ahorbinski: A DJ geisha (historical time is a construct)
Bibliographic Data: Allison, Anne. Nightwork: Sexuality, Pleasure, and Corporate Masculinity in a Tokyo Hostess Club. Chicago: University of Chicago Press, 1994.

Main Argument: Hostess clubs, and in particular the company-paid outings that frequently take place there, are sites of both work and play in which male corporate workers of a certain echelon construct themselves as a group of men together through the conduit of the woman, the hostess, who is paid to attend them. Although the habit of visiting hostess clubs is said to be 'natural,' hostess clubs in fact constitute an artificial site in which corporations are able to manipulate their employees' subjectivity, desires, and identity, suturing them tightly to their jobs.

Hostess clubs & salarymen )

Critical assessment:
This is a courageous, insightful book, with a lot of important points to make about work, money, gender, play and sex in contemporary Japan--if Andrew Gordon's The Wages of Affluence documented the creation of a gyroscopic political and social hegemony through a construction of union labor, Allison's book is concerned with how that same hegemony operates on and genders salarymen, who are nominally better off than factory workers but whose worklife regularly extends to midnight or later in hostess clubs. Though Allison makes no bones about her own feminism, and deploys feminist analysis to great effect in this book, in the end her analysis mirrors hostess clubs themselves, in which men are the focus and women are merely conduits for men to build themselves up amongst their peer group. This in itself, however, is highly valuable, and the book gains as well from Allison's determined engagement with several 'scholars' of Nihonjinron ('theories of Japaneseness') whose culturally essentialist explanations for the behaviors of salarymen at work and at play simply treat hostess clubs as natural and leave it at that.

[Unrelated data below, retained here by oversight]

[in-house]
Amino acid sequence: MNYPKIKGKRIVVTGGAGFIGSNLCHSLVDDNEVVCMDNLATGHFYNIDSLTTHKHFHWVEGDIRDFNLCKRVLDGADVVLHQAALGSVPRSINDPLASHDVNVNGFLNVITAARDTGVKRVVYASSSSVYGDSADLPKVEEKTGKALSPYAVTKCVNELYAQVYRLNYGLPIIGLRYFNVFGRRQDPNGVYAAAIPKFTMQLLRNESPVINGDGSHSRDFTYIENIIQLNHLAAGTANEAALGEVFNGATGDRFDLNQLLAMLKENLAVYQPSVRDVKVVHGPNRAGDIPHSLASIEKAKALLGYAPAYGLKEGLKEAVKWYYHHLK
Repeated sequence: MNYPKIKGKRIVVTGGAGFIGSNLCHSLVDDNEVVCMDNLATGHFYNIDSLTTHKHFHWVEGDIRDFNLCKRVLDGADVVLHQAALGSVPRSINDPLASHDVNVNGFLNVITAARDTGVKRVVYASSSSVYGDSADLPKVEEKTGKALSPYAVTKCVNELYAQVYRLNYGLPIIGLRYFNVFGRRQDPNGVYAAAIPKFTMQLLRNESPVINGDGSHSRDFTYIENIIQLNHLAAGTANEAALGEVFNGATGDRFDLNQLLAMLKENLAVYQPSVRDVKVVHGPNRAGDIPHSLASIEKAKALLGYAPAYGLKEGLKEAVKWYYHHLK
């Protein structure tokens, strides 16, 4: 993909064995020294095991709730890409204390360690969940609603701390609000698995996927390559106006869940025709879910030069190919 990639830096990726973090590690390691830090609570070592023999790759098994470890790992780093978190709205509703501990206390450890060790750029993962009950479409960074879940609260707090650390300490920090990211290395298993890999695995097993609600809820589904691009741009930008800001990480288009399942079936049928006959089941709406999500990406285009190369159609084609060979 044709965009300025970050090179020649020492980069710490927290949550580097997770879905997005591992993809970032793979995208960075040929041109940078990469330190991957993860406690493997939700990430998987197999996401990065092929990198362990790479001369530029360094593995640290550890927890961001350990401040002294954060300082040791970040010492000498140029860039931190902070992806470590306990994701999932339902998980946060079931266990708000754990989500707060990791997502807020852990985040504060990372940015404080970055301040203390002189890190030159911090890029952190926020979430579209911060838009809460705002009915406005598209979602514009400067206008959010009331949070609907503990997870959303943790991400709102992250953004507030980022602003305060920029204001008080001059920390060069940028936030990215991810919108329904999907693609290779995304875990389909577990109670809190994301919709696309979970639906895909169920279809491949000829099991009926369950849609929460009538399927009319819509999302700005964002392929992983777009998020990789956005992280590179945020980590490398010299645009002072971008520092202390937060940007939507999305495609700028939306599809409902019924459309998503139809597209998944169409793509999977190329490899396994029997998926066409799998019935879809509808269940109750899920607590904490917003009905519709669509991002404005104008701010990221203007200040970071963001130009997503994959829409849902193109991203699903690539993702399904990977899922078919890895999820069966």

In class discussion a lot of my male colleagues objected to Allison's final points about impotence and the salaryman--while I agree that Lacanian theory can seem suspicious after a while, my own reading of the book and their reaction is that they objected out of a discomfort that hit rather close to home rather than to the actual content of Allison's arguments in this respect, which are not meant to be universal. I think to some extent this is a reflection of the fact that at this point in academia we are fairly well acquainted with the idea that male privilege exists, but we are much more prone to perceiving how society operates on and structures "women" than we are prepared to acknowledge that it does the same to "men." And that, I think, is the real and uncomfortable truth that Allison's work here exposes, above and beyond her conclusions about the suturing of work and identity for male corporate employees in Japan. (Though for someone who has no truck with the social fiction that mahjong is not played for money, it seems bizarre that Allison fails to realize that pachinko is played for--quite a lot of--money too.)

Further reading: Anne Allison, Permitted and Prohibited Desires, Millennial Monsters

Meta notes: It would be really interesting for a male anthropologist to do field work in a host club today--the fieldwork in this book is 30 years old, and some of the details are clearly out of date. In particular, exploring what the women who patronize host clubs (and they do; host clubs and hosts are a visible presence in many Japanese cities, to say nothing of butler and maid cafes) are doing there would make a fascinating counterpoint to this study.

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ahorbinski: shelves stuffed with books (Default)
Andrea J. Horbinski

August 2017

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